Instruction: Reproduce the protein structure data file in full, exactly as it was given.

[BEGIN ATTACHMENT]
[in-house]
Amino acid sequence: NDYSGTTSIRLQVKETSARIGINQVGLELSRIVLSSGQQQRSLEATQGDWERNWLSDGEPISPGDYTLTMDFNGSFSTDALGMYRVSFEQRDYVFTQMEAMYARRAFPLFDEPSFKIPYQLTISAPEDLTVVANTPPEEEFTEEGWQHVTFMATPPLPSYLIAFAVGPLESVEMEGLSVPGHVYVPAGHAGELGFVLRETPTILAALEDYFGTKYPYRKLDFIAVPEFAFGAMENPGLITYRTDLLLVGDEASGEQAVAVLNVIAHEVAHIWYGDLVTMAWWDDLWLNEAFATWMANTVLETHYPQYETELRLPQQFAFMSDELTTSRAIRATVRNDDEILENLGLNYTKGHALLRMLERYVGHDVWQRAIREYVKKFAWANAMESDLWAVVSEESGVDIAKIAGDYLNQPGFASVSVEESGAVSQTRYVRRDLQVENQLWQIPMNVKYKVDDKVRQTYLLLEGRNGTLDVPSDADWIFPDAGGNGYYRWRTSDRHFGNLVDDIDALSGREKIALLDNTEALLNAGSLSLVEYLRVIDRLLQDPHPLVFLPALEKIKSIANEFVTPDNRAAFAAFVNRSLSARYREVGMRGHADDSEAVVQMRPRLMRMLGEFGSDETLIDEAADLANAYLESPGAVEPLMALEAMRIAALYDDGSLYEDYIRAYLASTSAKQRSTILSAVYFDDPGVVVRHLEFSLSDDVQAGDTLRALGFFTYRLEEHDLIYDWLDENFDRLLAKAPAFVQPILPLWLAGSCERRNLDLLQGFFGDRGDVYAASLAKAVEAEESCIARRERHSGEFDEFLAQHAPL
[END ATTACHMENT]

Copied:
[in-house]
Amino acid sequence: NDYSGTTSIRLQVKETSARIGINQVGLELSRIVLSSGQQQRSLEATQGDWERNWLSDGEPISPGDYTLTMDFNGSFSTDALGMYRVSFEQRDYVFTQMEAMYARRAFPLFDEPSFKIPYQLTISAPEDLTVVANTPPEEEFTEEGWQHVTFMATPPLPSYLIAFAVGPLESVEMEGLSVPGHVYVPAGHAGELGFVLRETPTILAALEDYFGTKYPYRKLDFIAVPEFAFGAMENPGLITYRTDLLLVGDEASGEQAVAVLNVIAHEVAHIWYGDLVTMAWWDDLWLNEAFATWMANTVLETHYPQYETELRLPQQFAFMSDELTTSRAIRATVRNDDEILENLGLNYTKGHALLRMLERYVGHDVWQRAIREYVKKFAWANAMESDLWAVVSEESGVDIAKIAGDYLNQPGFASVSVEESGAVSQTRYVRRDLQVENQLWQIPMNVKYKVDDKVRQTYLLLEGRNGTLDVPSDADWIFPDAGGNGYYRWRTSDRHFGNLVDDIDALSGREKIALLDNTEALLNAGSLSLVEYLRVIDRLLQDPHPLVFLPALEKIKSIANEFVTPDNRAAFAAFVNRSLSARYREVGMRGHADDSEAVVQMRPRLMRMLGEFGSDETLIDEAADLANAYLESPGAVEPLMALEAMRIAALYDDGSLYEDYIRAYLASTSAKQRSTILSAVYFDDPGVVVRHLEFSLSDDVQAGDTLRALGFFTYRLEEHDLIYDWLDENFDRLLAKAPAFVQPILPLWLAGSCERRNLDLLQGFFGDRGDVYAASLAKAVEAEESCIARRERHSGEFDEFLAQHAPL